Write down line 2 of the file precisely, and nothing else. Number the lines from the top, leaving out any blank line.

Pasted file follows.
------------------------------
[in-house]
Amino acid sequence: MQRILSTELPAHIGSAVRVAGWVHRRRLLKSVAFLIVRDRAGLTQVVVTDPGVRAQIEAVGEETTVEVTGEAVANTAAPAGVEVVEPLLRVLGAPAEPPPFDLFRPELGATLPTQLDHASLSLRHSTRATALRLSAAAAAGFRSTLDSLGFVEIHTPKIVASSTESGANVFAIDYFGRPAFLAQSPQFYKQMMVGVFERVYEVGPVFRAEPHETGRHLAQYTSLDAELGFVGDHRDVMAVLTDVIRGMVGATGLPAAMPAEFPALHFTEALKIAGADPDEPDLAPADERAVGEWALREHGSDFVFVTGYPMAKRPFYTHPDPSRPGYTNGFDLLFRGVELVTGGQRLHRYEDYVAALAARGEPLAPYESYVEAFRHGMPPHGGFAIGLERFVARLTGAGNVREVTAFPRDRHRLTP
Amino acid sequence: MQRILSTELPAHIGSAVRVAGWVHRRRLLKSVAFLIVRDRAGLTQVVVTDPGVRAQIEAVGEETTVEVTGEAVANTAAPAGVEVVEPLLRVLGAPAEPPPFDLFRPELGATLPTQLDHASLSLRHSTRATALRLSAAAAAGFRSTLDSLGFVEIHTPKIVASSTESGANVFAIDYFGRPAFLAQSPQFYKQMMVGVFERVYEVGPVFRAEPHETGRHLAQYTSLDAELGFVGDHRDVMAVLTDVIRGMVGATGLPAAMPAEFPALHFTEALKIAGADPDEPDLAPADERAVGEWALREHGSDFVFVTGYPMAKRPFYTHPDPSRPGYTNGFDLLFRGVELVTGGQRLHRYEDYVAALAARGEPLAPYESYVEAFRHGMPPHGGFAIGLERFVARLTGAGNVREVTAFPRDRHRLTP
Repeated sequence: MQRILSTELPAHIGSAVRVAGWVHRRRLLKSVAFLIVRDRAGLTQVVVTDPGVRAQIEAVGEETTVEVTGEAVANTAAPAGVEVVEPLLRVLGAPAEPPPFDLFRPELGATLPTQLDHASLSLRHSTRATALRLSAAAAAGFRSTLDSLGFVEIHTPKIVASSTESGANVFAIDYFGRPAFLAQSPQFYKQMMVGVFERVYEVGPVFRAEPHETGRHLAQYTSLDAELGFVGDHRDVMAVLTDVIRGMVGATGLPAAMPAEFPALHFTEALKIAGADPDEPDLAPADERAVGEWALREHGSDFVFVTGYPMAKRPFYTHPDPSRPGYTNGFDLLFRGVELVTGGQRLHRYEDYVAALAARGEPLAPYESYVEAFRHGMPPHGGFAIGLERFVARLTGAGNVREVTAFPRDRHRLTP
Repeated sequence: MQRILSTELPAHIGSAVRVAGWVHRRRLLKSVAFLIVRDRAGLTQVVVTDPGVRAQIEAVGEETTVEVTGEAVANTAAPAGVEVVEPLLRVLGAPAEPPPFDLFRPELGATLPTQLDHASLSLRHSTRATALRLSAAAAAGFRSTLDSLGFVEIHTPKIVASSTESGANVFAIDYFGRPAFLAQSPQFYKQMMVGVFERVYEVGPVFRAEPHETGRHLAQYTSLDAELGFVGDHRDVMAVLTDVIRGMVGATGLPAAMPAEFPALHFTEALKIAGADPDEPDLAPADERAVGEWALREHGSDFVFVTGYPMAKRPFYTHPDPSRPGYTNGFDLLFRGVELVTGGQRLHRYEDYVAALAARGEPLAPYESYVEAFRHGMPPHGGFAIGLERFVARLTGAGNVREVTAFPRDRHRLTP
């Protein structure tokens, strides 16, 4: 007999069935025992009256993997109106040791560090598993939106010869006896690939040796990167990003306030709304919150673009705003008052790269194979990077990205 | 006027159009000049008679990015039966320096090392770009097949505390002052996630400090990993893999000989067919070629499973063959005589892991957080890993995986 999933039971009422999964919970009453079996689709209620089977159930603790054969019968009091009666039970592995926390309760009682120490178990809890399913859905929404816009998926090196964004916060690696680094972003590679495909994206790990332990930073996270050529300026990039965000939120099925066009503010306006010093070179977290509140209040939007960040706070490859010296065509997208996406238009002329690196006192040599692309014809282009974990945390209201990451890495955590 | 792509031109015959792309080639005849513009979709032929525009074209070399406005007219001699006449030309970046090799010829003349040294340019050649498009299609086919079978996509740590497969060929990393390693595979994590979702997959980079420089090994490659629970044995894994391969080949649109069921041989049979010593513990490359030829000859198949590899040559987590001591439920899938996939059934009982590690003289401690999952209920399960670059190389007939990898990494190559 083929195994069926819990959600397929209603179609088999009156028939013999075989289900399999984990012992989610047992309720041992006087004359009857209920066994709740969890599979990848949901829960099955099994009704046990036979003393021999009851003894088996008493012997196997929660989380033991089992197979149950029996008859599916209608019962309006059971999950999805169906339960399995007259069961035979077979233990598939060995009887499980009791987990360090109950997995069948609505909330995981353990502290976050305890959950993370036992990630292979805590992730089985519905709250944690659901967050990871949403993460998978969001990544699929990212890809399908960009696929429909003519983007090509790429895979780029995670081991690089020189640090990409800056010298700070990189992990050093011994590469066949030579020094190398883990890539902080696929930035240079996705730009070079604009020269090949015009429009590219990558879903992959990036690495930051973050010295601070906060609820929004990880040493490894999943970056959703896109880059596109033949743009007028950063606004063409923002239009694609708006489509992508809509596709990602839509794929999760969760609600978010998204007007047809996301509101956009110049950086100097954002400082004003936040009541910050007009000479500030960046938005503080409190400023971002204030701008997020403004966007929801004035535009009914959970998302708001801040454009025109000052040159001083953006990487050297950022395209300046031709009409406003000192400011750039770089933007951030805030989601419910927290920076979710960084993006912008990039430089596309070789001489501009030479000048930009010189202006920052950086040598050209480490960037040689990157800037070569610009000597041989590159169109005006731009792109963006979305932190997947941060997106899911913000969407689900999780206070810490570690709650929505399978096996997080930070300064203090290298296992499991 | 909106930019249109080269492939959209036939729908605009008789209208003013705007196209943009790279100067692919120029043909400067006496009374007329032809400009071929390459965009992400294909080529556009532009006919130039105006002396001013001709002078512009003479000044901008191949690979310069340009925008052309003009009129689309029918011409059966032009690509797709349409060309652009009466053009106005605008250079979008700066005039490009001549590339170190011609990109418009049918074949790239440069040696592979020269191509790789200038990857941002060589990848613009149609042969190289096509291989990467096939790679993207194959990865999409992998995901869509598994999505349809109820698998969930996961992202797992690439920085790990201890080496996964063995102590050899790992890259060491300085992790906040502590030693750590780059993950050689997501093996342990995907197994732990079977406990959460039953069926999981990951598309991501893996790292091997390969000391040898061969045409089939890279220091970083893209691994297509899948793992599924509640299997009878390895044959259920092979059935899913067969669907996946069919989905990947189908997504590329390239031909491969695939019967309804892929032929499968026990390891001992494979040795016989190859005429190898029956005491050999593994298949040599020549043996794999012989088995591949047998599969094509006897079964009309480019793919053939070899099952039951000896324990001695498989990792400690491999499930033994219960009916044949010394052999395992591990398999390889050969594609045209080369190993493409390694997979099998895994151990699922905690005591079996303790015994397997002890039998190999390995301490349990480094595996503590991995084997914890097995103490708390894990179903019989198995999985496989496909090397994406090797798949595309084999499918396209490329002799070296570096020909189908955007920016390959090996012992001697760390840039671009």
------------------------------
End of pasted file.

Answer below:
Amino acid sequence: MQRILSTELPAHIGSAVRVAGWVHRRRLLKSVAFLIVRDRAGLTQVVVTDPGVRAQIEAVGEETTVEVTGEAVANTAAPAGVEVVEPLLRVLGAPAEPPPFDLFRPELGATLPTQLDHASLSLRHSTRATALRLSAAAAAGFRSTLDSLGFVEIHTPKIVASSTESGANVFAIDYFGRPAFLAQSPQFYKQMMVGVFERVYEVGPVFRAEPHETGRHLAQYTSLDAELGFVGDHRDVMAVLTDVIRGMVGATGLPAAMPAEFPALHFTEALKIAGADPDEPDLAPADERAVGEWALREHGSDFVFVTGYPMAKRPFYTHPDPSRPGYTNGFDLLFRGVELVTGGQRLHRYEDYVAALAARGEPLAPYESYVEAFRHGMPPHGGFAIGLERFVARLTGAGNVREVTAFPRDRHRLTP